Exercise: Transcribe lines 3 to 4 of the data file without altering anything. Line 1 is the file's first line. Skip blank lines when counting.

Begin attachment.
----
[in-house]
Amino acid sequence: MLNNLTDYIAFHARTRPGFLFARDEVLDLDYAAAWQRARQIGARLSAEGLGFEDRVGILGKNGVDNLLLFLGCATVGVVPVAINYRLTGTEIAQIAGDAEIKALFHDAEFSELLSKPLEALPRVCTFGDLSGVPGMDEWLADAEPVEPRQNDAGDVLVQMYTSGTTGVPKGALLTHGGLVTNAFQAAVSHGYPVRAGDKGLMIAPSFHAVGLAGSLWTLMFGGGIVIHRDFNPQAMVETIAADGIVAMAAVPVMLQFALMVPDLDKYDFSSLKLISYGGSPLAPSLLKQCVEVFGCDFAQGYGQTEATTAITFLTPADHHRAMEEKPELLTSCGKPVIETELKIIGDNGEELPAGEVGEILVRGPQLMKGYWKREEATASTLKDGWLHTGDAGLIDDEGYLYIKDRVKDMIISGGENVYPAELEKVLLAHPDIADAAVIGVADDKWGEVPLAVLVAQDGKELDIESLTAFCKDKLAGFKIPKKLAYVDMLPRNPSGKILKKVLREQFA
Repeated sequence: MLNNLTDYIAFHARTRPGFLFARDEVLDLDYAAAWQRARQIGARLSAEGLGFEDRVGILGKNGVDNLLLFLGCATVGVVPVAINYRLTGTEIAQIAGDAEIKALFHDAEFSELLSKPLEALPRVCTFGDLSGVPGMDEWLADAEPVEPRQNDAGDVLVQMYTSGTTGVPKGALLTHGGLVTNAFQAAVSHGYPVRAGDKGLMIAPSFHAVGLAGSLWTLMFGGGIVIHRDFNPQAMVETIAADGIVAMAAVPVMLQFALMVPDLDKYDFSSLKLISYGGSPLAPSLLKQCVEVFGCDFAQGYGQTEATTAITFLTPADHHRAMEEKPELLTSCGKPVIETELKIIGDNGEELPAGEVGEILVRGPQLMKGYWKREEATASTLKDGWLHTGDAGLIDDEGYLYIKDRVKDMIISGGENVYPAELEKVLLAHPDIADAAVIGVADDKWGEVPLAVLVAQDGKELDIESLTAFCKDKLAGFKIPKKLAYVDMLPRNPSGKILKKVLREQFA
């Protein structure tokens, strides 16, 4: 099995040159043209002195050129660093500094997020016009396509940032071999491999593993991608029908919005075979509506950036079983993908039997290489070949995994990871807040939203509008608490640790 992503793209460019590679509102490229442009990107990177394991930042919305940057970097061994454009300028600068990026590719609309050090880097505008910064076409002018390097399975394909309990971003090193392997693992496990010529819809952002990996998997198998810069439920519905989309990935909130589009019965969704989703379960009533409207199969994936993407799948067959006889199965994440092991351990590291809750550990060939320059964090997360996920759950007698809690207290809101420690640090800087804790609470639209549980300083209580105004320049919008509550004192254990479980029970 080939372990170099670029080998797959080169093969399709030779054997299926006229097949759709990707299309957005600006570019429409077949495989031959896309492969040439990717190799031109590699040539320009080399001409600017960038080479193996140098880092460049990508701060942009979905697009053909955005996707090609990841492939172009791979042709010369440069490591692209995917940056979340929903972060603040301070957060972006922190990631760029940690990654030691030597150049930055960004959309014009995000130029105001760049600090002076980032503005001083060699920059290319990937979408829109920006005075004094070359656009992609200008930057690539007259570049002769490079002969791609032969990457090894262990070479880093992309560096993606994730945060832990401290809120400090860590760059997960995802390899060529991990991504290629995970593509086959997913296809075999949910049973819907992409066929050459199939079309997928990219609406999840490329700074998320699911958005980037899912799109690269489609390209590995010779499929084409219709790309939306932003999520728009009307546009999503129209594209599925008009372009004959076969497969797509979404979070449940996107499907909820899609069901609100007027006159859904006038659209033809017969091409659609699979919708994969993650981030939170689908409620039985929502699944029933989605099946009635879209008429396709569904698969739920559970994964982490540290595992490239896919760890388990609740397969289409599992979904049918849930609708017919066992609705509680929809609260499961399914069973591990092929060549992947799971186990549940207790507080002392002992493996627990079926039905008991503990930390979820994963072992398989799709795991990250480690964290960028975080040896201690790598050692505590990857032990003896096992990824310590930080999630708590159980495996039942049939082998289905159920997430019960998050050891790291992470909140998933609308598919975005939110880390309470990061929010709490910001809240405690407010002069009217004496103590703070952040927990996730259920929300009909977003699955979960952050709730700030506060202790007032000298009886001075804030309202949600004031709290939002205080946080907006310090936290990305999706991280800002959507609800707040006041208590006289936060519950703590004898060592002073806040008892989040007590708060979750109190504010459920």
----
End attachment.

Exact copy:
Repeated sequence: MLNNLTDYIAFHARTRPGFLFARDEVLDLDYAAAWQRARQIGARLSAEGLGFEDRVGILGKNGVDNLLLFLGCATVGVVPVAINYRLTGTEIAQIAGDAEIKALFHDAEFSELLSKPLEALPRVCTFGDLSGVPGMDEWLADAEPVEPRQNDAGDVLVQMYTSGTTGVPKGALLTHGGLVTNAFQAAVSHGYPVRAGDKGLMIAPSFHAVGLAGSLWTLMFGGGIVIHRDFNPQAMVETIAADGIVAMAAVPVMLQFALMVPDLDKYDFSSLKLISYGGSPLAPSLLKQCVEVFGCDFAQGYGQTEATTAITFLTPADHHRAMEEKPELLTSCGKPVIETELKIIGDNGEELPAGEVGEILVRGPQLMKGYWKREEATASTLKDGWLHTGDAGLIDDEGYLYIKDRVKDMIISGGENVYPAELEKVLLAHPDIADAAVIGVADDKWGEVPLAVLVAQDGKELDIESLTAFCKDKLAGFKIPKKLAYVDMLPRNPSGKILKKVLREQFA
């Protein structure tokens, strides 16, 4: 099995040159043209002195050129660093500094997020016009396509940032071999491999593993991608029908919005075979509506950036079983993908039997290489070949995994990871807040939203509008608490640790 992503793209460019590679509102490229442009990107990177394991930042919305940057970097061994454009300028600068990026590719609309050090880097505008910064076409002018390097399975394909309990971003090193392997693992496990010529819809952002990996998997198998810069439920519905989309990935909130589009019965969704989703379960009533409207199969994936993407799948067959006889199965994440092991351990590291809750550990060939320059964090997360996920759950007698809690207290809101420690640090800087804790609470639209549980300083209580105004320049919008509550004192254990479980029970 080939372990170099670029080998797959080169093969399709030779054997299926006229097949759709990707299309957005600006570019429409077949495989031959896309492969040439990717190799031109590699040539320009080399001409600017960038080479193996140098880092460049990508701060942009979905697009053909955005996707090609990841492939172009791979042709010369440069490591692209995917940056979340929903972060603040301070957060972006922190990631760029940690990654030691030597150049930055960004959309014009995000130029105001760049600090002076980032503005001083060699920059290319990937979408829109920006005075004094070359656009992609200008930057690539007259570049002769490079002969791609032969990457090894262990070479880093992309560096993606994730945060832990401290809120400090860590760059997960995802390899060529991990991504290629995970593509086959997913296809075999949910049973819907992409066929050459199939079309997928990219609406999840490329700074998320699911958005980037899912799109690269489609390209590995010779499929084409219709790309939306932003999520728009009307546009999503129209594209599925008009372009004959076969497969797509979404979070449940996107499907909820899609069901609100007027006159859904006038659209033809017969091409659609699979919708994969993650981030939170689908409620039985929502699944029933989605099946009635879209008429396709569904698969739920559970994964982490540290595992490239896919760890388990609740397969289409599992979904049918849930609708017919066992609705509680929809609260499961399914069973591990092929060549992947799971186990549940207790507080002392002992493996627990079926039905008991503990930390979820994963072992398989799709795991990250480690964290960028975080040896201690790598050692505590990857032990003896096992990824310590930080999630708590159980495996039942049939082998289905159920997430019960998050050891790291992470909140998933609308598919975005939110880390309470990061929010709490910001809240405690407010002069009217004496103590703070952040927990996730259920929300009909977003699955979960952050709730700030506060202790007032000298009886001075804030309202949600004031709290939002205080946080907006310090936290990305999706991280800002959507609800707040006041208590006289936060519950703590004898060592002073806040008892989040007590708060979750109190504010459920």